extending method descriptors

Michael Sliczniak msliczniak at gmail.com
Fri Jun 26 07:09:32 EDT 2009

On Jun 25, 2:30 pm, Carl Banks <pavlovevide... at gmail.com> wrote:

Thank you for the very good reply. In fact delegating is the approach
that works. The main thing to notice is that for an uninstantiated
class the first arg to __get__ is None:

class desc(object):
        __slots__ = ('x')

        def __init__(self, desc):
                self.x = desc

        def __get__(self, a, b):
                #print 'desc get', `self`, `a`, `b`

                if a == None:
                        return self

                return self.x.__get__(a)

        def __set__(self, a, b):
                #print 'desc set', `self`, `a`, `b`

                self.x.__set__(a, b)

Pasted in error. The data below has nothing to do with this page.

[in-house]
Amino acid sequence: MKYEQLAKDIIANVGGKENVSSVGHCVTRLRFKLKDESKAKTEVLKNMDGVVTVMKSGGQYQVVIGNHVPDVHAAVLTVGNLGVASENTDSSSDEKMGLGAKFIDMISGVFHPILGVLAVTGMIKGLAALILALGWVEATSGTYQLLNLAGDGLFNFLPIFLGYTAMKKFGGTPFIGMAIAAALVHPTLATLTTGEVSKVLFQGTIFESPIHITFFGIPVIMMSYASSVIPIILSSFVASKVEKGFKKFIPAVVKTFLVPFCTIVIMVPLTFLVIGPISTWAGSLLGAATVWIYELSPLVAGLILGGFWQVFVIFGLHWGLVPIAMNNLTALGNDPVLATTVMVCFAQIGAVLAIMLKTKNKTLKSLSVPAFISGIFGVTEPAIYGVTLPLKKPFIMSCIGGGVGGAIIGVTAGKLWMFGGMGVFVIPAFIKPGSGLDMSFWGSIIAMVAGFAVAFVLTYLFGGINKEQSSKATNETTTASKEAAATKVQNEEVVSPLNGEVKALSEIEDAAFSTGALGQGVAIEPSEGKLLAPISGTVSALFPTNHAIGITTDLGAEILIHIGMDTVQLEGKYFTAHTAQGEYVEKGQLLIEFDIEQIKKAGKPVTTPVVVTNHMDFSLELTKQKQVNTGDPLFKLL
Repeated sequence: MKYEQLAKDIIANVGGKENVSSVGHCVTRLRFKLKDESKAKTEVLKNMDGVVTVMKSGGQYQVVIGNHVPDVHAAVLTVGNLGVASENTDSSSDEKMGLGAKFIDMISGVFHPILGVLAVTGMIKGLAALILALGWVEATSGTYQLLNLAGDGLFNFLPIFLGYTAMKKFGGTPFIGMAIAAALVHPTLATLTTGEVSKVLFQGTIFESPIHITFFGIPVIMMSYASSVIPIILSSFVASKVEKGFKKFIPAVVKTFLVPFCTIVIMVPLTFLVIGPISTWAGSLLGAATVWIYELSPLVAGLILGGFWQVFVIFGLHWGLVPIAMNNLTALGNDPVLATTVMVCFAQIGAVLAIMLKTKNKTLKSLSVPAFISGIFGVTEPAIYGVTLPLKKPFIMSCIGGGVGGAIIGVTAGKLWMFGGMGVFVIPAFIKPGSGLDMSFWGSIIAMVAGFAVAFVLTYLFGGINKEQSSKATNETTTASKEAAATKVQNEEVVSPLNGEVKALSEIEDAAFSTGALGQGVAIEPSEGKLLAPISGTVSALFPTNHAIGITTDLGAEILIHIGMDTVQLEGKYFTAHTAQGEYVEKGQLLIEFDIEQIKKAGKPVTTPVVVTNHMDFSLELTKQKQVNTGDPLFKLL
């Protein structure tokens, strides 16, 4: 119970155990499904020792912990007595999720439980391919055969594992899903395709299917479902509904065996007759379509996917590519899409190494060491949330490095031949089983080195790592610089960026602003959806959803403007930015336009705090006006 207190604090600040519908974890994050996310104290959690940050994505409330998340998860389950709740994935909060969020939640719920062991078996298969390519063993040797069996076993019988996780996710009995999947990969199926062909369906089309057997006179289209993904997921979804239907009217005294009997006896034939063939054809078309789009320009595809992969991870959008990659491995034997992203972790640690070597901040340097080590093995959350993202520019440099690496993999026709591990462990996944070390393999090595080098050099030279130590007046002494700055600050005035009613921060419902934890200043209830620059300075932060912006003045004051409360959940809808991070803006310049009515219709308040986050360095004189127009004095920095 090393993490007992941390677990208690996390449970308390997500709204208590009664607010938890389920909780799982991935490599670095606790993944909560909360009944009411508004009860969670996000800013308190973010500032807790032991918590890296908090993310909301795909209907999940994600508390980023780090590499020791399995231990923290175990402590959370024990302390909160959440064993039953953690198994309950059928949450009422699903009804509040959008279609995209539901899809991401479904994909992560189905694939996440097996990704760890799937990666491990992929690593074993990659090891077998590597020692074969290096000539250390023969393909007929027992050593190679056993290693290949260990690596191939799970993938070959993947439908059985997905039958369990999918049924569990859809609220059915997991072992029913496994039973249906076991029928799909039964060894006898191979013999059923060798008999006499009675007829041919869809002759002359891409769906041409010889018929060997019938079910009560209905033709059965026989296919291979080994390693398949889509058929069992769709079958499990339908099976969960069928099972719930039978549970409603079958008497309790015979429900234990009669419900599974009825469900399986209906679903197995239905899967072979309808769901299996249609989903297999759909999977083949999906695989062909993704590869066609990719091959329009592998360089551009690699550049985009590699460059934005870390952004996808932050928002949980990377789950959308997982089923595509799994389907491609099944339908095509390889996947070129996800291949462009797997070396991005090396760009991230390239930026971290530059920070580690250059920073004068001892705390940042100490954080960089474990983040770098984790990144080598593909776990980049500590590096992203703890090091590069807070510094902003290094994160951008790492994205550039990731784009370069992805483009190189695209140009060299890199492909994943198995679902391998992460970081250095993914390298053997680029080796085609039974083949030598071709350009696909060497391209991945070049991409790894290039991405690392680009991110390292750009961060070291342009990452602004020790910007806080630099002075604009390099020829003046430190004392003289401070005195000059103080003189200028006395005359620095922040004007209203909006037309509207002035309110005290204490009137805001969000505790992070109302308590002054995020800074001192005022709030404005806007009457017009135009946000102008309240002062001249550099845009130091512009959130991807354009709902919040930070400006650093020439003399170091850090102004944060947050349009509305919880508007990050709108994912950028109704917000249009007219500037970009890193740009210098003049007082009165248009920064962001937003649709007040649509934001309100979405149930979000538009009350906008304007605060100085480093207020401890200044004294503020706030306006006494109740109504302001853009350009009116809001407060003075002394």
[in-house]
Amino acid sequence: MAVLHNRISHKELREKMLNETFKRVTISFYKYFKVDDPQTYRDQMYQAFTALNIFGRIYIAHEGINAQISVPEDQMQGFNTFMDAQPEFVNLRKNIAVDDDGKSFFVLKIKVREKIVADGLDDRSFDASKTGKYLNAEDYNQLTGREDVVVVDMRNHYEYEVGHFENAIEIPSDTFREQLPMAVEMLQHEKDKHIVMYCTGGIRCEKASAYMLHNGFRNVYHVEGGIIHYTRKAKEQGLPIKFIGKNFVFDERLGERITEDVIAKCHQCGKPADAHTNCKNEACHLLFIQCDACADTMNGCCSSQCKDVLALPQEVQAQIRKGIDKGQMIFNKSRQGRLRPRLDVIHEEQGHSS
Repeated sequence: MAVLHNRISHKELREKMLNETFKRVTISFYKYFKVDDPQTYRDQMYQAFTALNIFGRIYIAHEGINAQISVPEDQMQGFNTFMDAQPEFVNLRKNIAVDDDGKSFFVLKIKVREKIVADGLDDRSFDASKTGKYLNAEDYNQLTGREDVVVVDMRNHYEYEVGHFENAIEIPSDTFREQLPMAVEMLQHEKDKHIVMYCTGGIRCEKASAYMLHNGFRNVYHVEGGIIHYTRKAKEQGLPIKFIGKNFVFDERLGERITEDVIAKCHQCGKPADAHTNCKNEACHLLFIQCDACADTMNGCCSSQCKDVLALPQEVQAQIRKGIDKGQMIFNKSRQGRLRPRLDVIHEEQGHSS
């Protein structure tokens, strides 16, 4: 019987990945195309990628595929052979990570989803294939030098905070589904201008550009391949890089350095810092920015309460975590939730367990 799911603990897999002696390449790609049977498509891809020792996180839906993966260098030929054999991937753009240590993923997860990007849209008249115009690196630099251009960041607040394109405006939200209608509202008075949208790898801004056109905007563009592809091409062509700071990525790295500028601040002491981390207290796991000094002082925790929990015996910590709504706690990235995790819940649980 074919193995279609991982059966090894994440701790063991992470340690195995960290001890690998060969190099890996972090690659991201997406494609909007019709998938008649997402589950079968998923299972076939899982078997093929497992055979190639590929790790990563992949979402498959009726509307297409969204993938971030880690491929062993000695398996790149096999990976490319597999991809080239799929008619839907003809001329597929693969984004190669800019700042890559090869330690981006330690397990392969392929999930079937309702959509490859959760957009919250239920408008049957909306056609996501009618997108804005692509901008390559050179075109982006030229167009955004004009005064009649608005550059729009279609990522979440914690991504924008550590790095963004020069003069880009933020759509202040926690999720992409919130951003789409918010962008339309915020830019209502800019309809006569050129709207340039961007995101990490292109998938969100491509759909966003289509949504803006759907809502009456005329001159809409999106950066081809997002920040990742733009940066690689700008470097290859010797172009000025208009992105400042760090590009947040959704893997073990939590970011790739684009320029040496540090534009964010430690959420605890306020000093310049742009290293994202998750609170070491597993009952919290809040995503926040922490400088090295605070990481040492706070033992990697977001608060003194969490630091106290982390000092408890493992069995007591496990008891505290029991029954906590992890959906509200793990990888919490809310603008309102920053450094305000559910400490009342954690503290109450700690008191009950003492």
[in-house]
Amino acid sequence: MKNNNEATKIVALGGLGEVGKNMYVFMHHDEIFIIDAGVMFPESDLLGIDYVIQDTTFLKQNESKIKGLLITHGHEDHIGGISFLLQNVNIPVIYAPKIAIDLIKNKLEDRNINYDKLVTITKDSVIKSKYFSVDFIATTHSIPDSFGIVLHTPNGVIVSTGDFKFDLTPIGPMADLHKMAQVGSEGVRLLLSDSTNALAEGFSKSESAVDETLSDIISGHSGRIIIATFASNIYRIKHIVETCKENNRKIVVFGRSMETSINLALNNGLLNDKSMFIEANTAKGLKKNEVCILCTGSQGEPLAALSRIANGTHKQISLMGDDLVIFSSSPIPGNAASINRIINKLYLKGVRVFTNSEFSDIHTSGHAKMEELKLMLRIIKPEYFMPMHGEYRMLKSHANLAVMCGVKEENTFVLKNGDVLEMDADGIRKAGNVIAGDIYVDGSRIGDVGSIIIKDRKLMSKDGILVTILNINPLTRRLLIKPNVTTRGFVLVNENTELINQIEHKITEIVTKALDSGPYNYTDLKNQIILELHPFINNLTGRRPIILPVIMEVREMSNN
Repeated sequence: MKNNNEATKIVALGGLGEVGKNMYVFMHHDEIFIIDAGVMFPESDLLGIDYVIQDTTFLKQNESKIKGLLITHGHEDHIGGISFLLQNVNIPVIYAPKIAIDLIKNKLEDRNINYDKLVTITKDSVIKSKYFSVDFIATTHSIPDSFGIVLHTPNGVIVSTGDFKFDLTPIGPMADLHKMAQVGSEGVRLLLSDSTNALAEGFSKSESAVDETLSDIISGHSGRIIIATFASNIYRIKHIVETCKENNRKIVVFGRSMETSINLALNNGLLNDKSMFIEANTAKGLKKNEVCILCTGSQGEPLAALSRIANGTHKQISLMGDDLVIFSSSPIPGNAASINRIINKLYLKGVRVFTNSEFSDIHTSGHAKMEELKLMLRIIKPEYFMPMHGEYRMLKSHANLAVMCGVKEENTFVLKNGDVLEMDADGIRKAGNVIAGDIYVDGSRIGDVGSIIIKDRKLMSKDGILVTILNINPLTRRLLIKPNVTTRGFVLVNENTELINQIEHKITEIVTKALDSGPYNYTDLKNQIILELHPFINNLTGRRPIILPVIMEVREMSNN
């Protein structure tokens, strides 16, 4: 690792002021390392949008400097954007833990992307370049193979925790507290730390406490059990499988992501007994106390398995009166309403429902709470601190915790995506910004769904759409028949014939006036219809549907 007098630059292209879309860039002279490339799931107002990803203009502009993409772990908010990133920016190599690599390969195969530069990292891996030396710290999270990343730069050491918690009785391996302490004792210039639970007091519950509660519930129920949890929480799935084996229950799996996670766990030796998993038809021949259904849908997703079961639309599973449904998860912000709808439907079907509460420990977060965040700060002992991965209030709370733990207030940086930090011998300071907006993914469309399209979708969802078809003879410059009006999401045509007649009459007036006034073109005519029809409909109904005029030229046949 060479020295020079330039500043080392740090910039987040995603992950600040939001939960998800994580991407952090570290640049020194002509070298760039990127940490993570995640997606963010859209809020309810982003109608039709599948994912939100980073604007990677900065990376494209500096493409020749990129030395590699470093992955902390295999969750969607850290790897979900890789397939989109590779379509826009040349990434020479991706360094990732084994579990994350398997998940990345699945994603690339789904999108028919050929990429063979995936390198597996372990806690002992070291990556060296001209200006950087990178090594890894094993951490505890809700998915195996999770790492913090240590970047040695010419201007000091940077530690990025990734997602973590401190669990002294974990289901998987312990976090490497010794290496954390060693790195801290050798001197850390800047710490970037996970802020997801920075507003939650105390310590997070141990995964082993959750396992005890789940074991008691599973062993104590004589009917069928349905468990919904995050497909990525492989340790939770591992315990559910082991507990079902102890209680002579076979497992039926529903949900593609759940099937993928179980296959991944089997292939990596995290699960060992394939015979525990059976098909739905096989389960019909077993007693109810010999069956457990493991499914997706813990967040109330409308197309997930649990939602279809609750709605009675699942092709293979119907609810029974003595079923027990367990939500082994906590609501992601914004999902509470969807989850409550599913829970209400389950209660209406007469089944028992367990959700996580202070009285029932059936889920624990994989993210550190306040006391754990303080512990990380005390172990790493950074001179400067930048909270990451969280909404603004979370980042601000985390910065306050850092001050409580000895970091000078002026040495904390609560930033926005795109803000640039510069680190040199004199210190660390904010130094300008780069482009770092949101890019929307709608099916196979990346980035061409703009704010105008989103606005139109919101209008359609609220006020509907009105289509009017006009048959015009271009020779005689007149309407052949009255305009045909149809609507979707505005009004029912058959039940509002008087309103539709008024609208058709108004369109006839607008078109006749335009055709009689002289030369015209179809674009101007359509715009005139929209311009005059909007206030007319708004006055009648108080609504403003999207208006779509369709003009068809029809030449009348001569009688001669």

def foo(self):
                return 'foo'

        def bar(self):
                return 'bar'

class A(object):
        __slots__ = ('x', 'y')
        def __init__(self, *args):
                for i in xrange(len(args)):
                        setattr(self, A.__slots__[i], args[i])

a = A(0, 1)
b = A(2, 3)

print a.x, a.y, b.x, b.y

x = A.x
dx = desc(x)
A.x = dx

y = A.y
dy = desc(y)
A.y = dy

print type(a).x.foo()
print type(a).x.bar()
print type(a).y.foo()
print type(a).y.bar()
print type(b).x.foo()
print type(b).x.bar()
print type(b).y.foo()
print type(b).y.bar()

print a.x, a.y, b.x, b.y

a.x = -1
a.y = -2
b.x = -3
b.y = -4

print a.x, a.y, b.x, b.y

A.x = x

print a.x, a.y, b.x, b.y

This produces this output:

0 1 2 3
0 1 2 3
-1 -2 -3 -4
-1 -2 -3 -4

The manner in which __get__ has to delegate is not pleasant compared
to if you could simply derive a new class from method_descriptor with
the foo and bar methods though, oh well.

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